Asos shares crash 13% after boss Nick Beighton quits as the online fashion group warns supply chain woes will hit profits
Asos shares plummeted after announcing its boss was leaving and warning that rising costs will hit profits.
In a bleak update to the stock market, the online fashion group said Nick Beighton has left after 12 years, including six as chief executive.
His sudden departure – with no replacement lined up – came alongside a warning that profits would fall by up to two-fifths this year due to higher shipping costs and rising wages for drivers and warehouse staff.
Shock departure: In a bleak update to the stock market, Asos said Nick Beighton (pictured) has left after 12 years, including six as chief executive
The company also said senior independent director Ian Dyson – a veteran of Marks & Spencer and Punch Taverns – will take over as chairman when Adam Crozier joins BT next month.
Asos shares fell 13.4 per cent, or 373p, to 2408p yesterday, taking losses since March to more than 50 per cent.
Sophie Lund-Yates, an analyst at Hargreaves Lansdown, said: ‘The Asos bubble has burst.’
Shares in rivals Boohoo and In The Style have also fallen by half since the start of the year.
Asos has previously warned that the cost of shipping has risen ten-fold, and in recent months it has been forced to raise hourly wages for warehouse staff from £9.65 to between £12 and £13.
Profits will be between £110million and £140million in the year to August 2022, it said, compared to analysts’ forecasts of £186million.
Beighton’s exit came after he told the board he was unable to commit to staying to lead its expansion abroad, which is expected to take at least five years.
The board said a search for a full-time chief executive is under way, but day-to-day running of the business will be handed to finance boss Mat Dunn.
The firm’s troubles came despite the pandemic helping to boost profits by 36 per cent to £193.6million in the year to August, thanks to a 22 per cent increase in sales to £3.9billion.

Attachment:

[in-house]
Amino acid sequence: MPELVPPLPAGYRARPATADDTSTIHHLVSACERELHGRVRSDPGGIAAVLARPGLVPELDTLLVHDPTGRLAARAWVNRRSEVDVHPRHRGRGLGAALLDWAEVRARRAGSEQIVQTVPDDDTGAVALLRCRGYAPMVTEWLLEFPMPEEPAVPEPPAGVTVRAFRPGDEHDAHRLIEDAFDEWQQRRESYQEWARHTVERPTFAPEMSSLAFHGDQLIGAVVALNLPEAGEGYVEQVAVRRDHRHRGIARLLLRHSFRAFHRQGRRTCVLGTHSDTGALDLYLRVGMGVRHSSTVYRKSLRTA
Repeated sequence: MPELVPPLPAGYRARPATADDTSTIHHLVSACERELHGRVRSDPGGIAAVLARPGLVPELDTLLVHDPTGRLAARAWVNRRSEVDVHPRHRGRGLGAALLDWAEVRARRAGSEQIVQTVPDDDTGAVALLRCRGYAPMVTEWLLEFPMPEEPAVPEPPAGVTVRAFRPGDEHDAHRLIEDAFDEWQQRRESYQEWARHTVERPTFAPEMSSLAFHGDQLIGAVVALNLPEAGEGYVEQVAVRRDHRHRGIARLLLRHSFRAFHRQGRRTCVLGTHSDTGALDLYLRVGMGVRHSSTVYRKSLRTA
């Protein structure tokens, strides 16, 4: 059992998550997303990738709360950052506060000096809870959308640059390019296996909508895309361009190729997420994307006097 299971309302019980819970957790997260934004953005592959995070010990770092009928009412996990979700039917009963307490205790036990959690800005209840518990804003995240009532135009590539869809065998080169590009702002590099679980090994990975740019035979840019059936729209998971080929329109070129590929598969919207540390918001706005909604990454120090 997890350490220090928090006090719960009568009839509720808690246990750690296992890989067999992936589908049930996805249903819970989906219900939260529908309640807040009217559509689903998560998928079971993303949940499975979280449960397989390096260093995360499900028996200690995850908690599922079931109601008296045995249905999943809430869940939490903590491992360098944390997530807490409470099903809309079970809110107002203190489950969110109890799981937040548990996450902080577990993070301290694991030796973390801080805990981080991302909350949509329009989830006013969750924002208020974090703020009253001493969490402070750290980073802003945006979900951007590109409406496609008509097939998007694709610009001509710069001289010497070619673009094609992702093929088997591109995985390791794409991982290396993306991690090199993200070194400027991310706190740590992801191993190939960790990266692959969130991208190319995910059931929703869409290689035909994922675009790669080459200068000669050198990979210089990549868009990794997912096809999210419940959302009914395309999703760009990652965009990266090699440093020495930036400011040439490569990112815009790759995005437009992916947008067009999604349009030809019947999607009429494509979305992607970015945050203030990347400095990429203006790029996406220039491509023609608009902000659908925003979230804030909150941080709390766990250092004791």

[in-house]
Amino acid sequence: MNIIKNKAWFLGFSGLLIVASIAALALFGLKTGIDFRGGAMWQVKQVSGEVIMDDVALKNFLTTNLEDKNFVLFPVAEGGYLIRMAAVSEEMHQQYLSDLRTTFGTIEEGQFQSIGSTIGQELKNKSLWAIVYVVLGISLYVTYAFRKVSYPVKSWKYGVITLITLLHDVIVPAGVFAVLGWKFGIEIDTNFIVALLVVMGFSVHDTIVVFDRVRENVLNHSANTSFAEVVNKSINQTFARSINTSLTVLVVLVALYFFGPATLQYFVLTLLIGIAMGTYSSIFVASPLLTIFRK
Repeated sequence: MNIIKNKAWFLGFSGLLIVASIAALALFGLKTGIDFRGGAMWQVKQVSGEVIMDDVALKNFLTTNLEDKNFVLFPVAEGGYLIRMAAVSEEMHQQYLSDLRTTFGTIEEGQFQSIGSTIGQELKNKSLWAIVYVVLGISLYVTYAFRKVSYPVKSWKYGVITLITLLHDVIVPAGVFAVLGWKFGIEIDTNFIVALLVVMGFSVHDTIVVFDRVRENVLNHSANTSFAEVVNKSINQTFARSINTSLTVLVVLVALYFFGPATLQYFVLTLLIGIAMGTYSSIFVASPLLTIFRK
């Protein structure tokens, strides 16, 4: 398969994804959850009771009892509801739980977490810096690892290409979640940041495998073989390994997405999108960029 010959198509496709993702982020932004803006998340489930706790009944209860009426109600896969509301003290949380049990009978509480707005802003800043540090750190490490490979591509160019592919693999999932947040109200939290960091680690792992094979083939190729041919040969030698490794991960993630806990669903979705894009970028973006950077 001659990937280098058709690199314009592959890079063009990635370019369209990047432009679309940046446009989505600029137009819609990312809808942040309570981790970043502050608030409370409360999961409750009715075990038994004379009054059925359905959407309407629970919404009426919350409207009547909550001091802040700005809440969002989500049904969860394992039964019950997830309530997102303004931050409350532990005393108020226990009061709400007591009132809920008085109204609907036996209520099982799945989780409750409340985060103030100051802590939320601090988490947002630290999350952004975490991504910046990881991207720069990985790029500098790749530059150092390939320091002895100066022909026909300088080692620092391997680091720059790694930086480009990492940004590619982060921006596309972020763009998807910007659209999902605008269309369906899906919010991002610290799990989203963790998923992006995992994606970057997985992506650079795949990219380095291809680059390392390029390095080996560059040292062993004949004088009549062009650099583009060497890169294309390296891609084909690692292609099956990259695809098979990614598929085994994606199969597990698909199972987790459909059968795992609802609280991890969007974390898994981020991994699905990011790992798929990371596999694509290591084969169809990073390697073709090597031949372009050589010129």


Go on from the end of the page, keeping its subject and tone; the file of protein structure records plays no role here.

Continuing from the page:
Sales increased strongly in the UK and the US, by 29 per cent and 32 per cent respectively, while Europe acted as a drag with sales growing by just 4per cent.
But the problems in global supply chains mean that overall sales growth will drop to around 5per cent in the six months to February, as customers are faced with gaps in stock availability.
A ‘Covid-19 benefit’ of £67.3million will fall away, further hitting profits, because more clothes are being returned by customers.
Comfy clothes for home, which were popular during the pandemic, are less likely to be returned than more formal clothes.
Asos tried to mitigate the share price rout by promising investors it would grow sales to £7billion within four years thanks to its expansion across Europe and the US. But critics said the target lacked credibility.
The company will invest between £200million and £250million per year in its expansion in the US and Europe, as well as increase advertising spending in new markets by £40million.
This year it acquired former Arcadia brands Topshop, Miss Selfridge and HIIT, and signed a deal with Nordstrom, a major US retailer.
Analysts at Peel Hunt said: ‘Confidence in the future centres squarely on Asos’s ability to replicate the UK’s success across international markets.’
Asos has also announced it will follow in Next’s footsteps by offering its brand partners the chance to piggy back on its warehouses and logistics network.
Dunn said: ‘While our performance in the next 12 months is likely to be constrained by demand volatility and global supply chain and cost pressures, we are confident in our ability to capture the sizeable opportunities ahead.’